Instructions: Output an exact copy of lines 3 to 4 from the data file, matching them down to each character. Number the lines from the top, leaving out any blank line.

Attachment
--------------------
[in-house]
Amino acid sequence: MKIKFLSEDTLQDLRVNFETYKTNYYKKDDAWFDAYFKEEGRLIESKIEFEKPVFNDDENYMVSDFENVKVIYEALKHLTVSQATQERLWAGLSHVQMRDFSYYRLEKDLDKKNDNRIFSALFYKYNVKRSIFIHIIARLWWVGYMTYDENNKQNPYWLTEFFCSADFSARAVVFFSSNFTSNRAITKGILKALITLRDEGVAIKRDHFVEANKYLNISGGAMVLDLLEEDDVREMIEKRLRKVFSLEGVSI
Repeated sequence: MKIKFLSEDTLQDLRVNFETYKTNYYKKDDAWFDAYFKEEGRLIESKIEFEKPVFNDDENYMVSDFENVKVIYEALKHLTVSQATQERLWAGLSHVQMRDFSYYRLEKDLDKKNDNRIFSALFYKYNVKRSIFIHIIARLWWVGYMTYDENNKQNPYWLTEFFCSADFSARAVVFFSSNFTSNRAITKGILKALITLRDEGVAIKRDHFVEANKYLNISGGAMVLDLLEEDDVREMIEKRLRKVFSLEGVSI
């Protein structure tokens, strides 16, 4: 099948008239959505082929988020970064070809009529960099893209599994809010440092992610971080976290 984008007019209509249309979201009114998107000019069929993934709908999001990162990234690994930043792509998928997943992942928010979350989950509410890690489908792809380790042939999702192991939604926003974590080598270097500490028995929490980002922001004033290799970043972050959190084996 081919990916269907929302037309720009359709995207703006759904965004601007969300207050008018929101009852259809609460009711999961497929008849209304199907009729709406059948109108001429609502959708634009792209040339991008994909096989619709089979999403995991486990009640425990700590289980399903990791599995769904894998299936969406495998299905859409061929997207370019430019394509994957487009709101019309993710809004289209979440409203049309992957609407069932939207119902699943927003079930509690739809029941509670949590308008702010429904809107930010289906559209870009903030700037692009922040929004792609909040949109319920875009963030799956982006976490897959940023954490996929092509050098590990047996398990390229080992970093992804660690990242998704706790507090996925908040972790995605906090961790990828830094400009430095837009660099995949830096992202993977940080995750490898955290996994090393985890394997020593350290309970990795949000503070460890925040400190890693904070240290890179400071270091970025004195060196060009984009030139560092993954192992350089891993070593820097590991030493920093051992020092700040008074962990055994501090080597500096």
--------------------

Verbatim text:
Repeated sequence: MKIKFLSEDTLQDLRVNFETYKTNYYKKDDAWFDAYFKEEGRLIESKIEFEKPVFNDDENYMVSDFENVKVIYEALKHLTVSQATQERLWAGLSHVQMRDFSYYRLEKDLDKKNDNRIFSALFYKYNVKRSIFIHIIARLWWVGYMTYDENNKQNPYWLTEFFCSADFSARAVVFFSSNFTSNRAITKGILKALITLRDEGVAIKRDHFVEANKYLNISGGAMVLDLLEEDDVREMIEKRLRKVFSLEGVSI
């Protein structure tokens, strides 16, 4: 099948008239959505082929988020970064070809009529960099893209599994809010440092992610971080976290 984008007019209509249309979201009114998107000019069929993934709908999001990162990234690994930043792509998928997943992942928010979350989950509410890690489908792809380790042939999702192991939604926003974590080598270097500490028995929490980002922001004033290799970043972050959190084996 081919990916269907929302037309720009359709995207703006759904965004601007969300207050008018929101009852259809609460009711999961497929008849209304199907009729709406059948109108001429609502959708634009792209040339991008994909096989619709089979999403995991486990009640425990700590289980399903990791599995769904894998299936969406495998299905859409061929997207370019430019394509994957487009709101019309993710809004289209979440409203049309992957609407069932939207119902699943927003079930509690739809029941509670949590308008702010429904809107930010289906559209870009903030700037692009922040929004792609909040949109319920875009963030799956982006976490897959940023954490996929092509050098590990047996398990390229080992970093992804660690990242998704706790507090996925908040972790995605906090961790990828830094400009430095837009660099995949830096992202993977940080995750490898955290996994090393985890394997020593350290309970990795949000503070460890925040400190890693904070240290890179400071270091970025004195060196060009984009030139560092993954192992350089891993070593820097590991030493920093051992020092700040008074962990055994501090080597500096």